The drive between Bradenton, Fla., and Columbia, S.C., is eight hours long and at least twice as boring.
It’s nothing but a series of interstates, and your mind can start to wander. It was on that drive that wide receiver Ace Sanders decided he would not return to South Carolina for his senior season. After the Gamecocks beat Michigan 33-28 in the Outback Bowl in Tampa, Fla., on Jan. 1, Sanders went home to Bradenton.
When he left to return to Columbia, he didn’t know if he was returning for good or just to say goodbye. He made up his mind on the trip.
“It was just me riding in the car and trying to come to terms with it because I had been battling with it for a long time so I just took my time, thought it out,” he said Friday as he appeared before the media here at the NFL Combine. “It was really like a gut feeling. I had been asking God to lead me in the right direction, and the feeling to leave just kept getting stronger and stronger.”
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Sanders led the Gamecocks in receiving with 45 catches for 531 yards and nine touchdowns in 2012, and he was fourth in the nation in punt returns with a 15.32 yards per return average.
“I did at one point think I was going to come back, but people have a change of heart,” he said. “The thought (to leave) actually came after the season. We joked around in the locker room a lot. A couple of the guys who were leaving would say, ‘You’re coming with us out this year.’ I was like, ‘No, man. I haven’t even given it a thought,’ but then, after that last game, it was like, ‘Well, maybe.’ ”
Sanders measured 5-foot-7 and 173 pounds at his weigh-in here, and he will work out for teams Sunday. It’s those workouts that will determine if he made the right decision or not, Sanders believes. He has heard he could be drafted anywhere from the second to fifth round depending on how impressive he is here, he said.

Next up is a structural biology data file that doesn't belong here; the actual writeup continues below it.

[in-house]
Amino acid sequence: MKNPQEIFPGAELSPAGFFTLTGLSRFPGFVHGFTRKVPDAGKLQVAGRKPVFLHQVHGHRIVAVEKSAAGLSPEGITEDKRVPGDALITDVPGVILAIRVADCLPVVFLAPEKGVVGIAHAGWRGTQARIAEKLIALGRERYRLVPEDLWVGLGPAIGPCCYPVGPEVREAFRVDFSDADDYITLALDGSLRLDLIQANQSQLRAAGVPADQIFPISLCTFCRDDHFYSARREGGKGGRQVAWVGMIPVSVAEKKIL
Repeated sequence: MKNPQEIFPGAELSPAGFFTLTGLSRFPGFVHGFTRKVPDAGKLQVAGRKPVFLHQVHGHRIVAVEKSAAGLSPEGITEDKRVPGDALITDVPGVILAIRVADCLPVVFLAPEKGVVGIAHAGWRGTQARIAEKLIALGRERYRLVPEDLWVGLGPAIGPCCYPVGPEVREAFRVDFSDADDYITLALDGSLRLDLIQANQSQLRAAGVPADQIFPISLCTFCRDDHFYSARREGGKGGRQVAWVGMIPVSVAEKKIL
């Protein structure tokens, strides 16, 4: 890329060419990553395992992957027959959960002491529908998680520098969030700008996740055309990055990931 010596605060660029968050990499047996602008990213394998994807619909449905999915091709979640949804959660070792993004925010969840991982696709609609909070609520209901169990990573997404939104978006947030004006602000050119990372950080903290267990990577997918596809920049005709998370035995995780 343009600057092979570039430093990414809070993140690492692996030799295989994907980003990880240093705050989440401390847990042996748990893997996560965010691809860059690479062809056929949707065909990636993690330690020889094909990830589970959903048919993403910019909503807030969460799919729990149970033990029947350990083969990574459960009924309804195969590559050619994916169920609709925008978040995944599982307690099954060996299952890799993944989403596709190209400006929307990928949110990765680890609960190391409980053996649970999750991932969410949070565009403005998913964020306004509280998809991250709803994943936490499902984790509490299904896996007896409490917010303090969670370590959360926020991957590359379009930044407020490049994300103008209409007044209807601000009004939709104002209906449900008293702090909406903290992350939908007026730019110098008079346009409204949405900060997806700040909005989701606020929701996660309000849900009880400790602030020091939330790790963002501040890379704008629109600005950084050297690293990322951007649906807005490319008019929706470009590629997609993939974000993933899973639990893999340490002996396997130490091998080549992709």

Sanders is the third South Carolina wide receiver to leave early in as many years. It worked out well for Alshon Jeffery last season as he was picked in the second round by the Chicago Bears and not as well for Tori Gurley, who went undrafted.
“Tori wasn’t a return guy. That’s a foot in the door for me,” Sanders said. “I don’t look at myself as failing because if I did, I would have stayed. You can’t get anywhere without confidence. If you don’t believe in yourself, then why take the step?”
Coach Steve Spurrier tried briefly to talk Sanders out of leaving early but then wished him luck, Sanders said. Sanders believes his ability as a punt returner will help him turn the heads of evaluators.
“It’s a quick way to get on the field, a quick way to get the ball in your hands and show them that you can make something happen,” he said.
Playing in the NFL has been Sanders’ dream since he was a child, he said. He grew up idolizing his father, Tracy Sanders, who played cornerback at Florida State alongside Deion Sanders and was an assistant high school coach.
“I pointed out some things to him about how I felt,” Ace Sanders said. “He talked me through some of the stuff I was going to have to go through and he asked me if I was ready. Once I told him I was ready, he jumped on board, too.”